EcoWatch Daily Newsletter

With well over a billion cars worldwide, electric vehicles are still only a small percentage. An economist from the University of Michigan Energy Institute says that is likely to change. Maskot / Getty Images

In 2018, there were about 5 million electric cars on the road globally. It sounds like a large number, but with well over a billion cars worldwide, electric vehicles are still only a small percentage.

Read More
Nestlé is accelerating its efforts to bring functional, safe and environmentally friendly packaging solutions to the market and to address the global challenge of plastic packaging waste. Nestlé / Flickr / CC BY-NC-ND 2.0

Nestlé, the world's largest food company, said it will invest up to $2 billion to address the plastic waste crisis that it is largely responsible for.

Read More
Sponsored
Determining the effects of media on people's lives requires knowledge of what people are actually seeing and doing on those screens. Vertigo3d / iStock / Getty Images Plus

By Byron Reeves, Nilam Ram and Thomas N. Robinson

There's a lot of talk about digital media. Increasing screen time has created worries about media's impacts on democracy, addiction, depression, relationships, learning, health, privacy and much more. The effects are frequently assumed to be huge, even apocalyptic.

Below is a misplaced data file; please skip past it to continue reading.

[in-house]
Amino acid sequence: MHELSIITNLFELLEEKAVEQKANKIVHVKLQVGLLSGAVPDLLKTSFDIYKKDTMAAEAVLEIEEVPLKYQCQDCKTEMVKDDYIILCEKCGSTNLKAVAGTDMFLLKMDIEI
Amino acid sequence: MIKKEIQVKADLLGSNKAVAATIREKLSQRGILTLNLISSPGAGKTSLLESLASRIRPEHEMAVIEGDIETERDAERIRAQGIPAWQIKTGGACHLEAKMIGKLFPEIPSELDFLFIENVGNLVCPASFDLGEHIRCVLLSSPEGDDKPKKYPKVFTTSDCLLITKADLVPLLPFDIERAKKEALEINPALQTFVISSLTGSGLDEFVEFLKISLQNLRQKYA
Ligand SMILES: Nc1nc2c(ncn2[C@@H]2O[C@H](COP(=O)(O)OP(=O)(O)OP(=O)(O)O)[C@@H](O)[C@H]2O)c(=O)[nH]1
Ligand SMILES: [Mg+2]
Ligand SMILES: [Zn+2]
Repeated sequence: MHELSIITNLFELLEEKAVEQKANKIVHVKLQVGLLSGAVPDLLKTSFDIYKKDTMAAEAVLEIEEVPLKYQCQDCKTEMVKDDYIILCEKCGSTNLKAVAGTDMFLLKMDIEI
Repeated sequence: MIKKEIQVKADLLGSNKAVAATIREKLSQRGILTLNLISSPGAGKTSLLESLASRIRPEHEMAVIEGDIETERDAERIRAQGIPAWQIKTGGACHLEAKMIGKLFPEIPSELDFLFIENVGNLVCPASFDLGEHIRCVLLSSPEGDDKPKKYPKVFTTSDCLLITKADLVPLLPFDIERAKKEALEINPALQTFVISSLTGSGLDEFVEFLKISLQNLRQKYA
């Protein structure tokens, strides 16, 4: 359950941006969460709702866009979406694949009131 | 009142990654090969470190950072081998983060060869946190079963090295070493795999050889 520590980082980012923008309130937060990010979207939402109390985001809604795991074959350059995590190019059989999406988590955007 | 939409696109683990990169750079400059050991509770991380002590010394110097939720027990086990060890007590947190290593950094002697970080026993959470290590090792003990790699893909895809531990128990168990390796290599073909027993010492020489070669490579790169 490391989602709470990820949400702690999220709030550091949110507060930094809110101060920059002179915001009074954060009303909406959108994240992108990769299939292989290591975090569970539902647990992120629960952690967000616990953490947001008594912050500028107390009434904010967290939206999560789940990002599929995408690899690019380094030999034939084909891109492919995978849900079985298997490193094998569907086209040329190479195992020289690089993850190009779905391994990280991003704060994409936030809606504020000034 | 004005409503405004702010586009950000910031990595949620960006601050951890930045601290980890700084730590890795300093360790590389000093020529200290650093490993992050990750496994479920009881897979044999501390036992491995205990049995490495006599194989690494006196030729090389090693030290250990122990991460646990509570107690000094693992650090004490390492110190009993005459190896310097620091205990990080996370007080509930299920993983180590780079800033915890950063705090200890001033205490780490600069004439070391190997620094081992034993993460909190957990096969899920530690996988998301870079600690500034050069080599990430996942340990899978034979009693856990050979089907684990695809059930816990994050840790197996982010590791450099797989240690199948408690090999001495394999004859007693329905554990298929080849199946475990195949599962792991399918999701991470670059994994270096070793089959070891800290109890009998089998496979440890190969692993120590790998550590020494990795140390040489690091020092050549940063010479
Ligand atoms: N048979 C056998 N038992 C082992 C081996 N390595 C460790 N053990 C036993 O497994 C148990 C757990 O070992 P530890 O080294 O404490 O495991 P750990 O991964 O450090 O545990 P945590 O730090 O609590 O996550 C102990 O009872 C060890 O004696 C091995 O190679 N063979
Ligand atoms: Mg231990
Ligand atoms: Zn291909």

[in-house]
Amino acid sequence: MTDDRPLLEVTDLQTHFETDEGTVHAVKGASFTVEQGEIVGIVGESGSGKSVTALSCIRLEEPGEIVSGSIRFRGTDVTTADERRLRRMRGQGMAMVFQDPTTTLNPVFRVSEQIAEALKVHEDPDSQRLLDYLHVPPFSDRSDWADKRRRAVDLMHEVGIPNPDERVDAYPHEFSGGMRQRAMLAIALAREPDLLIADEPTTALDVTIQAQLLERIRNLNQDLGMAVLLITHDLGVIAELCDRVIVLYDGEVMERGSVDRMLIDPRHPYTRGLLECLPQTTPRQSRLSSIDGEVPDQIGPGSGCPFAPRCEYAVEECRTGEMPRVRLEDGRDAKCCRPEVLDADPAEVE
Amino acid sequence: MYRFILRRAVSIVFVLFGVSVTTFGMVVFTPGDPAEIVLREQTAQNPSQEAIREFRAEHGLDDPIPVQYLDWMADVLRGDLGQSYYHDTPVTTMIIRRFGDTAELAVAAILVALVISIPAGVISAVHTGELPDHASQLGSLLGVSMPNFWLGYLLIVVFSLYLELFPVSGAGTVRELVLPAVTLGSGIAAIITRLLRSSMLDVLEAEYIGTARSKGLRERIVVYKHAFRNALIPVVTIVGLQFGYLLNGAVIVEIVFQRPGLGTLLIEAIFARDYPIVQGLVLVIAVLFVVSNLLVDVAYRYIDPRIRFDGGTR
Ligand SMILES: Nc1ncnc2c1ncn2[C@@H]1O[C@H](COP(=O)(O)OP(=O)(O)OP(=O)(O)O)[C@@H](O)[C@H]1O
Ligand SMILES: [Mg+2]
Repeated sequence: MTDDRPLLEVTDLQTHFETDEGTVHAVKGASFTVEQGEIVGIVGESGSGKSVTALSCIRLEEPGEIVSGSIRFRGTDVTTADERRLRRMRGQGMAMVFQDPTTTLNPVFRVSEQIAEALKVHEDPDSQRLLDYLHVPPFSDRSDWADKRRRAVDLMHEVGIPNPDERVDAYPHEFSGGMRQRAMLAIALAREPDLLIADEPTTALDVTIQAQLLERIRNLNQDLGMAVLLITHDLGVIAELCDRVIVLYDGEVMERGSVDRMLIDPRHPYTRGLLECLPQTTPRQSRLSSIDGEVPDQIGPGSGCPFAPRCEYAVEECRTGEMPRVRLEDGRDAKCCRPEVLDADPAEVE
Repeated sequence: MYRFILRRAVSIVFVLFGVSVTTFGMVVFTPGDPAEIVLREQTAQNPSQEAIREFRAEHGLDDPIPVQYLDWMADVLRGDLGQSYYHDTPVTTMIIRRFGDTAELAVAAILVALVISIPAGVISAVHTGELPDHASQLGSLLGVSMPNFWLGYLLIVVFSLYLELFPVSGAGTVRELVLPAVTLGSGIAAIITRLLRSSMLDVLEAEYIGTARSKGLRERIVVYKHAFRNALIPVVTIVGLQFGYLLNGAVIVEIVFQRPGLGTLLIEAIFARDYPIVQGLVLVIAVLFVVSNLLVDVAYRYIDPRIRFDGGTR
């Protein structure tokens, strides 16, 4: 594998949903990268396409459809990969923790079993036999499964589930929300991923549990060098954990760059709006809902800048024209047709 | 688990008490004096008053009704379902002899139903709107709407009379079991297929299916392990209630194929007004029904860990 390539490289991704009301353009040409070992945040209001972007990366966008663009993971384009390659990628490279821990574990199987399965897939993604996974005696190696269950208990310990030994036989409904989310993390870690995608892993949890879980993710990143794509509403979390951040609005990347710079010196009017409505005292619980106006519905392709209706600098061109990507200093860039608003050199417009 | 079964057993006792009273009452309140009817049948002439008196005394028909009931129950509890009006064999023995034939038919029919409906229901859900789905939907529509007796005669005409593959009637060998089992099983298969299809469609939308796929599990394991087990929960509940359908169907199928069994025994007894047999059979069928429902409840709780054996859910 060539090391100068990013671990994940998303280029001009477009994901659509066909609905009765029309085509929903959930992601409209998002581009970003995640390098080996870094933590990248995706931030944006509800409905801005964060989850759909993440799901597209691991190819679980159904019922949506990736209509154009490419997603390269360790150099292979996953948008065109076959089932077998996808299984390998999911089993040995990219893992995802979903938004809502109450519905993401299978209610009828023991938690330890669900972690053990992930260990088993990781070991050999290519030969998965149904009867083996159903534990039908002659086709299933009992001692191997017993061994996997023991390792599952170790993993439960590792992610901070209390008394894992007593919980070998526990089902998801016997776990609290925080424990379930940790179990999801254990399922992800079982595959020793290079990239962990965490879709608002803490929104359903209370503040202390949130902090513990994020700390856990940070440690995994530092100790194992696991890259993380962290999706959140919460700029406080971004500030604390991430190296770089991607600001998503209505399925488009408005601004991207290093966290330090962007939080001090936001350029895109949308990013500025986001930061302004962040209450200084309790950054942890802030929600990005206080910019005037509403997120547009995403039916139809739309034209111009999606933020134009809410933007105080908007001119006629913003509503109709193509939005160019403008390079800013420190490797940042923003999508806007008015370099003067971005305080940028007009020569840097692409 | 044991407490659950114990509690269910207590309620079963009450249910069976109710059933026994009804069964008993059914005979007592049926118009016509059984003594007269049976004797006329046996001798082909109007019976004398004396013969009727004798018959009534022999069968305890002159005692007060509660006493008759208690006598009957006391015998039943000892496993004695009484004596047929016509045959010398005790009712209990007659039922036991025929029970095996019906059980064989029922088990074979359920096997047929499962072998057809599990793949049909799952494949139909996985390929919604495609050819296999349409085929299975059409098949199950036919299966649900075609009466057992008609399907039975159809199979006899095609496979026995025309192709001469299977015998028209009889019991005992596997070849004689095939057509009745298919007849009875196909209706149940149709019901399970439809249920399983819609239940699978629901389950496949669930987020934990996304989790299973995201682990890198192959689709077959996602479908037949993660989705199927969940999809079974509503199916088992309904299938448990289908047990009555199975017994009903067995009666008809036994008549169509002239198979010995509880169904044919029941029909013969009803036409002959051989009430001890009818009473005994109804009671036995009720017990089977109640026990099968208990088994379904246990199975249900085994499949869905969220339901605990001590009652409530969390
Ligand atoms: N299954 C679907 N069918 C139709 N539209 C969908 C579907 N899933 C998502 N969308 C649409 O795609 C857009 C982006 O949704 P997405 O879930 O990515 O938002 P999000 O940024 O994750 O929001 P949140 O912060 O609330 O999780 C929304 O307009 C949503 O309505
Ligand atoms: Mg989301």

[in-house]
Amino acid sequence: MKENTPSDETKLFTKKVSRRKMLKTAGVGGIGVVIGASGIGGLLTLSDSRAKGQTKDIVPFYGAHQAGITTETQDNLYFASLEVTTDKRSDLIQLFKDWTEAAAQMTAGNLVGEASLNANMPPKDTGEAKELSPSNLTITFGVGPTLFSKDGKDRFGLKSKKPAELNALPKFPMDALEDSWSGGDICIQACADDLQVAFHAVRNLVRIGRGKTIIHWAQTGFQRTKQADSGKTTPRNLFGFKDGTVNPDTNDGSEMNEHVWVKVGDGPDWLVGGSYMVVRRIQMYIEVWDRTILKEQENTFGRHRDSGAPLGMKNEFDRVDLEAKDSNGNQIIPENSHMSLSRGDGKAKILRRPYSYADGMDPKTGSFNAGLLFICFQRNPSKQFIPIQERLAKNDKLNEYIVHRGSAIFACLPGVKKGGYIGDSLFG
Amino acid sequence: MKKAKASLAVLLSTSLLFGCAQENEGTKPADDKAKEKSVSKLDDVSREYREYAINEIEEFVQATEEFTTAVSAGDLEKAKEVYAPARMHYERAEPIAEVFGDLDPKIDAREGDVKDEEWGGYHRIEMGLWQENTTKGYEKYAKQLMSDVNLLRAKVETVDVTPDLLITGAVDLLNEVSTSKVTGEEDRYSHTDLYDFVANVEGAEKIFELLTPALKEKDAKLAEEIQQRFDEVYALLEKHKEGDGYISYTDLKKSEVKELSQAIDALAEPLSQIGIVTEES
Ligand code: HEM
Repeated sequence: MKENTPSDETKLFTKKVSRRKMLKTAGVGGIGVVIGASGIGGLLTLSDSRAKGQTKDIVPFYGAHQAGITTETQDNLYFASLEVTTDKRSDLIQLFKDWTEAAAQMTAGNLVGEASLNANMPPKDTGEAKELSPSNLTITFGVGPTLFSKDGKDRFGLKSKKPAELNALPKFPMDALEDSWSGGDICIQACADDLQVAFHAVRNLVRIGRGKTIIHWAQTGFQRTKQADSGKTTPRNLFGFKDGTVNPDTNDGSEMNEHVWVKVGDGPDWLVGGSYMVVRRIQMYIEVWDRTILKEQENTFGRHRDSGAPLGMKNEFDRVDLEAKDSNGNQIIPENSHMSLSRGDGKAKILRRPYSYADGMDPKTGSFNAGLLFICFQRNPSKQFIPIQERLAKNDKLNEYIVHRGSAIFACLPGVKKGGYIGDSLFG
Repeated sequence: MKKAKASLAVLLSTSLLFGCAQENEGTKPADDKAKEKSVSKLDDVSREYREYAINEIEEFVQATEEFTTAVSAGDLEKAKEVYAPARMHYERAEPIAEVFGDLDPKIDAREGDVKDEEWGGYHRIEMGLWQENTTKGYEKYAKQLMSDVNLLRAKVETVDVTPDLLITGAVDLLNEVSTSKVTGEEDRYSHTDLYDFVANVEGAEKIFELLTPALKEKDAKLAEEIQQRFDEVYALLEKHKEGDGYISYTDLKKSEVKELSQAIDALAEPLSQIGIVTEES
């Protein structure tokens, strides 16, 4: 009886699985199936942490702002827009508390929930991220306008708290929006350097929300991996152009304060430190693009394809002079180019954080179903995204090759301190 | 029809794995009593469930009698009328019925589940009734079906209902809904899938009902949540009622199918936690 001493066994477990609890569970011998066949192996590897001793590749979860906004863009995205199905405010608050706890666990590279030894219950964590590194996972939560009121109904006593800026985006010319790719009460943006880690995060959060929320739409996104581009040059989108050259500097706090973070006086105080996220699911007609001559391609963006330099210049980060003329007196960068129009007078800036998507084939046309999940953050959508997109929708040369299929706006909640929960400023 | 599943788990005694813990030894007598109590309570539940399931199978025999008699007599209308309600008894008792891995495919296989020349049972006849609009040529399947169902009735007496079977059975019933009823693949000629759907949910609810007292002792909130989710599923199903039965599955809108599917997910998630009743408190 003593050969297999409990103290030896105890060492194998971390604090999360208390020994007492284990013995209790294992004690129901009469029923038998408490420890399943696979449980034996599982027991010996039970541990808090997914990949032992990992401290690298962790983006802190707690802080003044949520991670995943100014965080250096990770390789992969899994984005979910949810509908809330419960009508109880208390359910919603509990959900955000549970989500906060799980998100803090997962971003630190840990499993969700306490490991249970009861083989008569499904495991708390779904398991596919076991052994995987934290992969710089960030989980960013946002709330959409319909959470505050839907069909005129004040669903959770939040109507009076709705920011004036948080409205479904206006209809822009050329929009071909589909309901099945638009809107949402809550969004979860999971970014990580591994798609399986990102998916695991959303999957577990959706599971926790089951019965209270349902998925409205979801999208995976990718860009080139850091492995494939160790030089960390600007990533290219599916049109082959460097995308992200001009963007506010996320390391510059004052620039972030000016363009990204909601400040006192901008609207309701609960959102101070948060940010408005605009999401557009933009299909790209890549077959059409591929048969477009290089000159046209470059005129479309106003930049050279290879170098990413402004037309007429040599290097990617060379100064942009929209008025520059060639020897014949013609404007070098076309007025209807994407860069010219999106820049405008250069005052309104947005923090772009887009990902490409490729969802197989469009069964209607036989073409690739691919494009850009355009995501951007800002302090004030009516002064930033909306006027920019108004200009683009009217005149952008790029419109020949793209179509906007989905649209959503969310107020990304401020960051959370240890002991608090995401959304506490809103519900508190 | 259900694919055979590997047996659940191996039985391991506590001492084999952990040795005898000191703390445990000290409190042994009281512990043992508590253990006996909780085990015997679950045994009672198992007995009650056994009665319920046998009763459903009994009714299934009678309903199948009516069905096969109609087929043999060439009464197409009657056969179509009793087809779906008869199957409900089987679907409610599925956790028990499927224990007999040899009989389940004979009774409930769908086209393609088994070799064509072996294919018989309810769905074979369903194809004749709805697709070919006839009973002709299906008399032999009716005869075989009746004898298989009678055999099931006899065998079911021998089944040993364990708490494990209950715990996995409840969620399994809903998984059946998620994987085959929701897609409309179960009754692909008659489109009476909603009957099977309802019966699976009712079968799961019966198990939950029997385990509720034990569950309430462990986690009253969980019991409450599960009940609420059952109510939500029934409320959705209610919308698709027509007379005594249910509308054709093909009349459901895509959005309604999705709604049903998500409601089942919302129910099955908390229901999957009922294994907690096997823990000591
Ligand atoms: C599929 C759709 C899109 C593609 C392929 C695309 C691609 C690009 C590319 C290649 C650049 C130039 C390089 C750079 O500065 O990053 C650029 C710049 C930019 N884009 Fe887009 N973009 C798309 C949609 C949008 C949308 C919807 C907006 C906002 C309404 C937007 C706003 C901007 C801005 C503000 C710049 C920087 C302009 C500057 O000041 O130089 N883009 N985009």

Read More
Indigenous people of various ethnic groups protest calling for demarcation of lands during the closing of the 'Red January - Indigenous Blood', in Paulista Avenue, in São Paulo, Brazil, Jan. 31, 2019. Cris Faga / NurPhoto / Getty Images

By Raphael Tsavkko Garcia

Rarely has something so precious fallen into such unsafe hands. Since Jair Bolsonaro took the Brazilian presidency in 2019, the Amazon, which makes up 10 percent of our planet's biodiversity and absorbs an estimated 5 percent of global carbon emissions, has been hit with a record number of fires and unprecedented deforestation.

Read More
Microsoft's main campus in Redmond, Washington on May 12, 2017. GLENN CHAPMAN / AFP via Getty Images

Microsoft announced ambitious new plans to become carbon negative by 2030 and then go one step further and remove by 2050 all the carbon it has emitted since the company was founded in 1975, according to a company press release.

Read More